A local man, described as "a major instigator" in a fiery January 2019 riot at the Algoma Treatment and Remand Centre that caused $50,000 damage to the facility, has been sentenced to a 17-month jail term.
Jeffrey Leclair, 27, pleaded guilty May 11 in a Sault Ste. Marie courtroom to recklessly causing damage by fire and taking part in a riot.
When Ontario Court Justice Romuald Kwolek imposed sentence on May 28, he took into account a number of factors, including the Covid-19 pandemic that has caused thousands of deaths in Canada.
The court heard the accused was among several inmates – two of whom assaulted another prisoner – intoxicated on home brew when the incident erupted on Jan. 27.
Leclair "appeared to be leading and directing others" as they caused damage to the institution. He threw objects at a module window, kicked in an intercom, lit a wick on fire, and threw it into two cells setting them ablaze.
Leclair, along with another inmate, also started a fire in a day area damaging tables.
Assistant Crown attorney Heidi Mitchell called for 18 months custody, plus two years probation.
Defence counsel Jennifer Tremblay-Hall agreed with the amount of jail time, but suggested with enhanced credits it should be considered time served, followed by the maximum three years probation.
The defence also argued that her client should be granted additional credits above the standard 1.5 days for one day in pre-trial custody because of "harsh conditions" at the jail and COVID-19.
In his decision, Kwolek acknowledged incarcerated individuals face an additional risk from the coronavirus.
But in this case, there was no evidence that Leclair suffers from any pre-existing health conditions that would make him susceptible to the virus, the judge said.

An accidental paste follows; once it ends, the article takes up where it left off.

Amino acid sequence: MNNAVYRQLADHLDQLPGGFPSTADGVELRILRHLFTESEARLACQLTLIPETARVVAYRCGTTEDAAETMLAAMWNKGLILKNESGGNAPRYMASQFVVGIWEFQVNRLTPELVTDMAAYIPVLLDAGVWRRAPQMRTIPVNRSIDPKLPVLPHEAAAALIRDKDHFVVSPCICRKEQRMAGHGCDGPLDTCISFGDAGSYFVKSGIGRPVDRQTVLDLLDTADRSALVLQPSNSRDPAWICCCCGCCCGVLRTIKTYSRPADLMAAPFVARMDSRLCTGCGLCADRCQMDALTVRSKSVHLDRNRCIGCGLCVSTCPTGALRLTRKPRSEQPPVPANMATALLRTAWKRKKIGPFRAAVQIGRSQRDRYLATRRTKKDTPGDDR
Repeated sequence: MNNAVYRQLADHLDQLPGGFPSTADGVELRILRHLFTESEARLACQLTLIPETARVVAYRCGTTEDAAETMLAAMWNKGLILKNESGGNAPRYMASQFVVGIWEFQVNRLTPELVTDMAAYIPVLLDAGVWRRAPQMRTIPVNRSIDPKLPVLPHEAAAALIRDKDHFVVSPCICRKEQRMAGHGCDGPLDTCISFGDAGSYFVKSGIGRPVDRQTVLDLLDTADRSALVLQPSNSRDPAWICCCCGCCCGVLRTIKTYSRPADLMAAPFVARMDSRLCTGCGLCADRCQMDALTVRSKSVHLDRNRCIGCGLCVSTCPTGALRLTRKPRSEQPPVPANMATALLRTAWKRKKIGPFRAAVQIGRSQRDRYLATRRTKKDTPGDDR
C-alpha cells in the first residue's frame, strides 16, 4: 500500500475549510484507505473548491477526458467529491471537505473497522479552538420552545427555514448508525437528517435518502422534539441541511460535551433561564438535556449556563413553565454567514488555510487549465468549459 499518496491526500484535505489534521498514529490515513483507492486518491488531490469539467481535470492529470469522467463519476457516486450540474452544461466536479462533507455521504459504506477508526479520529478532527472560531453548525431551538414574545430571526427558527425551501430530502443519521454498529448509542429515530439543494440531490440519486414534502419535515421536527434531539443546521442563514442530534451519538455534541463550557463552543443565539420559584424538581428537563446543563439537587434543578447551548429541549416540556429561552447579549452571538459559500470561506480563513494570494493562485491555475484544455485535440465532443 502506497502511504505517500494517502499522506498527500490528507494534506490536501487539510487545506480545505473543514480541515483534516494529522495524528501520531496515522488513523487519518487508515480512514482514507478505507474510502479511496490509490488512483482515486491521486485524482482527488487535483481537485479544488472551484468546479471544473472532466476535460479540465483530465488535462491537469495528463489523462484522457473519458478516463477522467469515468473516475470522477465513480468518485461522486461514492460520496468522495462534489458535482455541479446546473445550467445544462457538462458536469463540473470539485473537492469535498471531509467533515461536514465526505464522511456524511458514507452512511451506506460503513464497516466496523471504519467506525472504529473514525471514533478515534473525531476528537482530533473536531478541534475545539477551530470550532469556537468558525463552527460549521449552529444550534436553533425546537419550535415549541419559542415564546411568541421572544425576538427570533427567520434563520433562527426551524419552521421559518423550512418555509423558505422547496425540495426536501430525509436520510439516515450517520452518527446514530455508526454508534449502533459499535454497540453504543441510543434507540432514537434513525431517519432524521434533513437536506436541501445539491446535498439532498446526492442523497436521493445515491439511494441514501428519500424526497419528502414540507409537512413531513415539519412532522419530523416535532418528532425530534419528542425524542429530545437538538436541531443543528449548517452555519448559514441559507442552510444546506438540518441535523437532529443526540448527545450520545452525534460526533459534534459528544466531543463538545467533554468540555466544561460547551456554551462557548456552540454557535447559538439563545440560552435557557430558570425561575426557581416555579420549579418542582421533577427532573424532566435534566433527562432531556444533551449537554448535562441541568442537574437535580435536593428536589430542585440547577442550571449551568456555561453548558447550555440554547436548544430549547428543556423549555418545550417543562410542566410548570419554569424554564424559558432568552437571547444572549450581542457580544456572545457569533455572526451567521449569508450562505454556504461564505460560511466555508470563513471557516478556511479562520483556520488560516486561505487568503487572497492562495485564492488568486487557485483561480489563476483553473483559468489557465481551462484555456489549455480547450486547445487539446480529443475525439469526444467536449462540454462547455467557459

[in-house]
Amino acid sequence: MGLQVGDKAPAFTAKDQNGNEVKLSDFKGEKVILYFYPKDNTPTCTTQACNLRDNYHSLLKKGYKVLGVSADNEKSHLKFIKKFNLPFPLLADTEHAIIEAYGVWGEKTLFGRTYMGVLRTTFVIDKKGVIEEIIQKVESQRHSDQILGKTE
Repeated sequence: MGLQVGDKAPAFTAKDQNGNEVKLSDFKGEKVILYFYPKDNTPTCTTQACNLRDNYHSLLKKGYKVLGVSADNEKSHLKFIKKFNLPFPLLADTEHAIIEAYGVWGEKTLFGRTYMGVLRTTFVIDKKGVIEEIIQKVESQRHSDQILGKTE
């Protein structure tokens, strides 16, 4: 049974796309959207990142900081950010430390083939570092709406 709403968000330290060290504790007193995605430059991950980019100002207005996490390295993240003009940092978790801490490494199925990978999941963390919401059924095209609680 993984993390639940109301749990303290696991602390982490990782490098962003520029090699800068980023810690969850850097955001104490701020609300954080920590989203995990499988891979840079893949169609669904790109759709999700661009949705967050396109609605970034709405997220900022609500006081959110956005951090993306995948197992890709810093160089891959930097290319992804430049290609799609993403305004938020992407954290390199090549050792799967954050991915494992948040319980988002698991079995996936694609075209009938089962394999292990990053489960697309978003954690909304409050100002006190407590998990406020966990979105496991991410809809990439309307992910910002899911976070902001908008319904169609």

His age puts him in "a demographic with an extremely low risk of serious consequences should he be infected."
Kwolek said as of that date no staff nor inmates had tested positive for the coronavirus.
ATRC has taken measures to reduce the risk to inmates contracting the virus by cutting back and eliminating transfers between institutions, increasing cleaning, and screening those entering the facility.
Kwolek also noted that Sault Ste. Marie and Algoma District had only 20 infections as of May 19.
When he imposed the sentence, Kwolek cited Leclair's lengthy criminal record that indicated he has "spent the majority of his time incarcerated in various penal institutions" since the middle of 2014.
His jail time included 2015 and 2017 convictions for robbery and weapons offences.
Listing the case's aggravating factors, the judge pointed to Leclair's two prior convictions for setting fires at the facility in April and June 2017, his aggressive behaviour towards correctional officers, and actions that put the lives and health of fellow inmates and staff at risk.
The judge called the accused's guilty pleas a significant mitigating factor, noting the court must also consider his Indigenous background and the existence of Gladue factors.
Kwolek described the proposed 18-month jail term as being on the low-end of the sentencing range given the facts and the offender's circumstances.
"For an offender who has a lengthy criminal record; who was the main instigator of the riot; who was lighting fires in the correctional institution, the circumstances of this case could easily justify a period of incarceration in a penitentiary for a period in excess of three years."
He gave Leclair "a short credit" of 30 days for lockdowns that occurred at the facility and reduced services as a result of COVID-19.
Kwolek imposed 17 months for the offences, and with credit for his pre-sentence custody, Leclair will serve a further 188 days behind bars.
Once he does his time, Leclair will be on probation for two years.
The judge also placed him on a life-time weapons prohibition order.
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